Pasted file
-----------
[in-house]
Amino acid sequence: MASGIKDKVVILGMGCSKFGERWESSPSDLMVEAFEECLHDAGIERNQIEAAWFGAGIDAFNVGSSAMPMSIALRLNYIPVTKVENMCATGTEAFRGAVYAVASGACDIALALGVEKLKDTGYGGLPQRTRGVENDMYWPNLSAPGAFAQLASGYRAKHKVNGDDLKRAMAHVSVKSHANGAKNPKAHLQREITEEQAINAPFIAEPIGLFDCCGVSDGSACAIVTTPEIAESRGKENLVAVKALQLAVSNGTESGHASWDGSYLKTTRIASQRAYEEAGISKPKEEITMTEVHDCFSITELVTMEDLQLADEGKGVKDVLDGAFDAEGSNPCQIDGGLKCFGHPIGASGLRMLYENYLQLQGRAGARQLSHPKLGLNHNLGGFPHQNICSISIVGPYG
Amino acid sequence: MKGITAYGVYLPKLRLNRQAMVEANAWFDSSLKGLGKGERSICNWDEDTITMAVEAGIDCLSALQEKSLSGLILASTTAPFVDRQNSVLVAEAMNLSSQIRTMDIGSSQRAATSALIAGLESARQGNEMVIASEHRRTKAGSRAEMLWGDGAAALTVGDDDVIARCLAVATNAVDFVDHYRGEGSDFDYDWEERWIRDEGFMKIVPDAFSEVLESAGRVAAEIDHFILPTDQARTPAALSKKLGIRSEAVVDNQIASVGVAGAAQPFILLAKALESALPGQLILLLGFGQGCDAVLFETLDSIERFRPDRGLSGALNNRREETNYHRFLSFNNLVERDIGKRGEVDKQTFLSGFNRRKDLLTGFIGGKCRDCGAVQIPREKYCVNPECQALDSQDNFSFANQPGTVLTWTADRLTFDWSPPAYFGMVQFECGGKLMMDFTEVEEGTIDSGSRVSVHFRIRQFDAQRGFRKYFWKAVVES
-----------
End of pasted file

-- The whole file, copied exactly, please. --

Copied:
[in-house]
Amino acid sequence: MASGIKDKVVILGMGCSKFGERWESSPSDLMVEAFEECLHDAGIERNQIEAAWFGAGIDAFNVGSSAMPMSIALRLNYIPVTKVENMCATGTEAFRGAVYAVASGACDIALALGVEKLKDTGYGGLPQRTRGVENDMYWPNLSAPGAFAQLASGYRAKHKVNGDDLKRAMAHVSVKSHANGAKNPKAHLQREITEEQAINAPFIAEPIGLFDCCGVSDGSACAIVTTPEIAESRGKENLVAVKALQLAVSNGTESGHASWDGSYLKTTRIASQRAYEEAGISKPKEEITMTEVHDCFSITELVTMEDLQLADEGKGVKDVLDGAFDAEGSNPCQIDGGLKCFGHPIGASGLRMLYENYLQLQGRAGARQLSHPKLGLNHNLGGFPHQNICSISIVGPYG
Amino acid sequence: MKGITAYGVYLPKLRLNRQAMVEANAWFDSSLKGLGKGERSICNWDEDTITMAVEAGIDCLSALQEKSLSGLILASTTAPFVDRQNSVLVAEAMNLSSQIRTMDIGSSQRAATSALIAGLESARQGNEMVIASEHRRTKAGSRAEMLWGDGAAALTVGDDDVIARCLAVATNAVDFVDHYRGEGSDFDYDWEERWIRDEGFMKIVPDAFSEVLESAGRVAAEIDHFILPTDQARTPAALSKKLGIRSEAVVDNQIASVGVAGAAQPFILLAKALESALPGQLILLLGFGQGCDAVLFETLDSIERFRPDRGLSGALNNRREETNYHRFLSFNNLVERDIGKRGEVDKQTFLSGFNRRKDLLTGFIGGKCRDCGAVQIPREKYCVNPECQALDSQDNFSFANQPGTVLTWTADRLTFDWSPPAYFGMVQFECGGKLMMDFTEVEEGTIDSGSRVSVHFRIRQFDAQRGFRKYFWKAVVES